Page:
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          Emerging trends of public sector health and safety sentences

          Date: 15/08/2016

          A London council has been fined £500,000 after a road worker who was using a petrol-driven cut-off saw to cut roots and branches from trees sustained a deep cut to his thigh. The Court heard that the saw was fitted with an inappropriate blade for the job. The HSE investigation found that no risk assessment was conducted for the use of the saw and blade. A safe system of work should have been in place that identified suitable and compatible machinery for certain tasks.

          The London Borough pleaded guilty to breaching Regulations 4(2) and 4(3) of the Provision and Use of Work Equipment Regulations and was ordered to pay costs of £8240. This was thought to be the first prosecution of a local authority and demonstrates the pervasive nature of the new sentencing guidelines.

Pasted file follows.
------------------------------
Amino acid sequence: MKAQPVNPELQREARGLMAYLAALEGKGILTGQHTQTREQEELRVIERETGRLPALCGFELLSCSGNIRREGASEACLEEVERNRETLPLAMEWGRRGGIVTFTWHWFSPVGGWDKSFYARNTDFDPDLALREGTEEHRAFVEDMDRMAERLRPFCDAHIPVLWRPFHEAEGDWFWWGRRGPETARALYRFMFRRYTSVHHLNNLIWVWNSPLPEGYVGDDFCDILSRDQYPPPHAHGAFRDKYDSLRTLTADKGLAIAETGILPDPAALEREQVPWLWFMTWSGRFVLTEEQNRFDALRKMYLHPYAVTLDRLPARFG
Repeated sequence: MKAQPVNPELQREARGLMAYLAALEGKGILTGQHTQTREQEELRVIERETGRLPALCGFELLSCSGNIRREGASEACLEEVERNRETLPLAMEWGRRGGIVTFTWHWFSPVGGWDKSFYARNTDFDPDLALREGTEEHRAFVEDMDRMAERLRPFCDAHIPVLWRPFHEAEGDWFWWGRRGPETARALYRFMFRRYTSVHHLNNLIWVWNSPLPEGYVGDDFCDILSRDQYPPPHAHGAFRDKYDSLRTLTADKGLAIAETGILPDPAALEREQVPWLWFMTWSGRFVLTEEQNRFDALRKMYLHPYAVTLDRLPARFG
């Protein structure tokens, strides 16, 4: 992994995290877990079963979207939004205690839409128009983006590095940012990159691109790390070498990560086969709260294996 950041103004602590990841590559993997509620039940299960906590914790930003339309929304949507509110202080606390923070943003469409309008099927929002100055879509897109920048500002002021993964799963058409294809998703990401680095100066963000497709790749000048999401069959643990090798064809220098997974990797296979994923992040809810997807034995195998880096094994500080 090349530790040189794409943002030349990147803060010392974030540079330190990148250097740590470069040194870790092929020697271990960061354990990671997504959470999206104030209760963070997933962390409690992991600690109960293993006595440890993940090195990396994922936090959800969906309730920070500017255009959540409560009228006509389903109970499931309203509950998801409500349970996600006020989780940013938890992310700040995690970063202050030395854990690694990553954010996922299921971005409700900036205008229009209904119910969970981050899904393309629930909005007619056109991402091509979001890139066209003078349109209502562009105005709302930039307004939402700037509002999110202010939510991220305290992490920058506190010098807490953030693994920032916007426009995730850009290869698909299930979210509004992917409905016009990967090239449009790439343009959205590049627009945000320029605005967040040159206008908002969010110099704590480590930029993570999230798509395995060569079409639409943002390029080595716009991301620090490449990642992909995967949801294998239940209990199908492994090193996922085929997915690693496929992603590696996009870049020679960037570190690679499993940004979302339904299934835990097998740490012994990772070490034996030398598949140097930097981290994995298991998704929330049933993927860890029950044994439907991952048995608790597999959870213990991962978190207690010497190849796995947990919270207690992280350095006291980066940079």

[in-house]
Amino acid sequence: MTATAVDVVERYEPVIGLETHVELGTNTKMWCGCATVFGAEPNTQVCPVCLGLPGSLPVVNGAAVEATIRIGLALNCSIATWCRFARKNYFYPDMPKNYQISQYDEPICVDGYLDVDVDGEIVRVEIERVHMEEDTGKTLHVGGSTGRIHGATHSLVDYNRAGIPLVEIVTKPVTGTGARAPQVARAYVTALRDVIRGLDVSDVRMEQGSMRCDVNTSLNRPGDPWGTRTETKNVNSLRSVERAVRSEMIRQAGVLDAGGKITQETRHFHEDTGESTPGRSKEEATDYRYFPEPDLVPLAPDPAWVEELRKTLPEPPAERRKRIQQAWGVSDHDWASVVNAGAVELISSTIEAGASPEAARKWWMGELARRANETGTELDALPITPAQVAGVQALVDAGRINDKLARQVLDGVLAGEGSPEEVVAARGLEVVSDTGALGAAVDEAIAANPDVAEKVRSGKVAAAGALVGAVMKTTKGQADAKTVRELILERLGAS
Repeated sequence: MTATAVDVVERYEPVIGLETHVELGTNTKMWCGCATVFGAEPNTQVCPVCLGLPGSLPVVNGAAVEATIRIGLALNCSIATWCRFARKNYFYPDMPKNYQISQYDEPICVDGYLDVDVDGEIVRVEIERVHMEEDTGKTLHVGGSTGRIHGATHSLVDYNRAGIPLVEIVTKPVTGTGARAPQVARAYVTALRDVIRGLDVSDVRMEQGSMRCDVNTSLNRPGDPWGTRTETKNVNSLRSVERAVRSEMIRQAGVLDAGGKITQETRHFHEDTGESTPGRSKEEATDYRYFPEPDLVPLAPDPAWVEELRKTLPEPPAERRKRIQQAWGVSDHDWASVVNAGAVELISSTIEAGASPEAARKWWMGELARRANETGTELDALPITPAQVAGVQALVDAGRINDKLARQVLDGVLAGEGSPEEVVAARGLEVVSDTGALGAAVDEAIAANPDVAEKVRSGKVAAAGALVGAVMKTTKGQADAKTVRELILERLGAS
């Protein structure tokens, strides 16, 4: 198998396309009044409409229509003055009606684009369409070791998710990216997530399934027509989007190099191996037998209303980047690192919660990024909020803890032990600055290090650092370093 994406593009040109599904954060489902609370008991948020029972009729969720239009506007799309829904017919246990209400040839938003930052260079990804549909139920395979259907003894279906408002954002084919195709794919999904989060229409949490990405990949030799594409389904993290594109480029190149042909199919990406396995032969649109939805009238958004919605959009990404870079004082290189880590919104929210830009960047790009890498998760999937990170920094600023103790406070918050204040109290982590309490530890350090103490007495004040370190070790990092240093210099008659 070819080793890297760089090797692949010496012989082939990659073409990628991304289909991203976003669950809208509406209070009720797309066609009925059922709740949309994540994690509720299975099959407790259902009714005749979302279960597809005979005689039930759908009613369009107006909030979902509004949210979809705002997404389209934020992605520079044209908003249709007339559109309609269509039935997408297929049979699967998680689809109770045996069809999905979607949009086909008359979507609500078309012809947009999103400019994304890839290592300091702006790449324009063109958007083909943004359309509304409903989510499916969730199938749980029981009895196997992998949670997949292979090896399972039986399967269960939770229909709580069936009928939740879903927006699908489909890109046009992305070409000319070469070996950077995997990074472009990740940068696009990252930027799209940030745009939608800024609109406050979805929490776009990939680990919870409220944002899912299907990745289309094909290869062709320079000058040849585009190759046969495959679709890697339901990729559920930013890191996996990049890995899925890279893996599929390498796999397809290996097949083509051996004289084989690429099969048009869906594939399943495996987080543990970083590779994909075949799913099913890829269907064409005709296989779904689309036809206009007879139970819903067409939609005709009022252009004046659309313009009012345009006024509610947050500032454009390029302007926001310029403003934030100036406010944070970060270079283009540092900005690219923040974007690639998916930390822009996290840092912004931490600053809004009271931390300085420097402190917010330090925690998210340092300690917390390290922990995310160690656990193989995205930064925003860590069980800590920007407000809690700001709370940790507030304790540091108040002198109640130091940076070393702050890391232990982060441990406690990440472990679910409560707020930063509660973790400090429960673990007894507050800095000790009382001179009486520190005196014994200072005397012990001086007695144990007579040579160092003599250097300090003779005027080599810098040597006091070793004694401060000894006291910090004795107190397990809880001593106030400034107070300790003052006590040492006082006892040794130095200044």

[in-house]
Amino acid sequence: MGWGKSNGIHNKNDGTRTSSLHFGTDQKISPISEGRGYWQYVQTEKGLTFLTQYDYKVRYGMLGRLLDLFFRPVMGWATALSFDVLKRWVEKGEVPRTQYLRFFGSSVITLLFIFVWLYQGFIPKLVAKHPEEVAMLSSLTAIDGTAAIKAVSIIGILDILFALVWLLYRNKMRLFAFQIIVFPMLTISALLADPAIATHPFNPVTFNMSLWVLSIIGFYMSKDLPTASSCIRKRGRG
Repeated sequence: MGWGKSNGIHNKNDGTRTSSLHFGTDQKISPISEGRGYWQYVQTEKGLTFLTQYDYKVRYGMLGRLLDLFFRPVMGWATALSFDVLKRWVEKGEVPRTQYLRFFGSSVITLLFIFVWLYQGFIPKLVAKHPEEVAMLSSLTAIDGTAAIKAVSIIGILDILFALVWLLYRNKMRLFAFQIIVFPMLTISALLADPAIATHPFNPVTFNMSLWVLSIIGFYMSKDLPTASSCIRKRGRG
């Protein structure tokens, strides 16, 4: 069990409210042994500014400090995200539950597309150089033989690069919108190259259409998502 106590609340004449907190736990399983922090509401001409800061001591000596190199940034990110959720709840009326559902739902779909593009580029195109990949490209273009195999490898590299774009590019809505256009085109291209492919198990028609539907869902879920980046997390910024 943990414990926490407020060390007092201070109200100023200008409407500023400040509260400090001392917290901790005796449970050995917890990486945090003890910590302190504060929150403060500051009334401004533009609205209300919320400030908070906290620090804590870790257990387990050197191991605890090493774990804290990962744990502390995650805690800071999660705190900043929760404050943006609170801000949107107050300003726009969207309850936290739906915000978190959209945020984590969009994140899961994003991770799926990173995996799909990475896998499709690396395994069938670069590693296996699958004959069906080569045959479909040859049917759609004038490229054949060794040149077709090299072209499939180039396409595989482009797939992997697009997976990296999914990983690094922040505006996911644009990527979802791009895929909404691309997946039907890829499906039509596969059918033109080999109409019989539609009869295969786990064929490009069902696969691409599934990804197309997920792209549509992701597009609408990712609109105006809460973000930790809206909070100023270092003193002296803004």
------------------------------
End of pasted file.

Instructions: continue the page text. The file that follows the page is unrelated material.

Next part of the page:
However, this case is somewhat contradicted by the recent fine in HSE v Pennine Care NHS Foundation Trust when, following the tragic death of a patient in their care when he drowned at a nearby lake during a canoeing activity, Preston Crown Court fined the trust just £30,000 and ordered them to pay prosecution costs of £51,223.88.

          It would appear that the new guidelines can still create wide ranging fines based on individual facts thereby failing to provide the 'uniformity' that the guidelines were hoping to achieve. It is early days yet however.

          Author: Simon Tingle

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